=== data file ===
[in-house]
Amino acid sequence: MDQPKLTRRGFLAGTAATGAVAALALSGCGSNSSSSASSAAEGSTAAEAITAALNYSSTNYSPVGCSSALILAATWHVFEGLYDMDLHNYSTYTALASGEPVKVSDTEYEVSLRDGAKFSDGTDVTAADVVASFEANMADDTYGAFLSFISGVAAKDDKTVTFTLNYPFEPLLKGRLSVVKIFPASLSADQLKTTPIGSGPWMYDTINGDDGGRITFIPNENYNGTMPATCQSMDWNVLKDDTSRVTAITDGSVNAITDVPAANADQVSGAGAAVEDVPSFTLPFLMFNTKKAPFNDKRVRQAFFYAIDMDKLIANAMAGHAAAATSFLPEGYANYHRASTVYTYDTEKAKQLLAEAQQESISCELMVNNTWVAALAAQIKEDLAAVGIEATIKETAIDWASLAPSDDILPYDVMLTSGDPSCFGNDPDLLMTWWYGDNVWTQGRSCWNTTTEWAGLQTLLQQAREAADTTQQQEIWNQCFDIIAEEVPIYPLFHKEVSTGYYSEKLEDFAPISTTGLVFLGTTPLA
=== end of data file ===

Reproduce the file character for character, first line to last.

[in-house]
Amino acid sequence: MDQPKLTRRGFLAGTAATGAVAALALSGCGSNSSSSASSAAEGSTAAEAITAALNYSSTNYSPVGCSSALILAATWHVFEGLYDMDLHNYSTYTALASGEPVKVSDTEYEVSLRDGAKFSDGTDVTAADVVASFEANMADDTYGAFLSFISGVAAKDDKTVTFTLNYPFEPLLKGRLSVVKIFPASLSADQLKTTPIGSGPWMYDTINGDDGGRITFIPNENYNGTMPATCQSMDWNVLKDDTSRVTAITDGSVNAITDVPAANADQVSGAGAAVEDVPSFTLPFLMFNTKKAPFNDKRVRQAFFYAIDMDKLIANAMAGHAAAATSFLPEGYANYHRASTVYTYDTEKAKQLLAEAQQESISCELMVNNTWVAALAAQIKEDLAAVGIEATIKETAIDWASLAPSDDILPYDVMLTSGDPSCFGNDPDLLMTWWYGDNVWTQGRSCWNTTTEWAGLQTLLQQAREAADTTQQQEIWNQCFDIIAEEVPIYPLFHKEVSTGYYSEKLEDFAPISTTGLVFLGTTPLA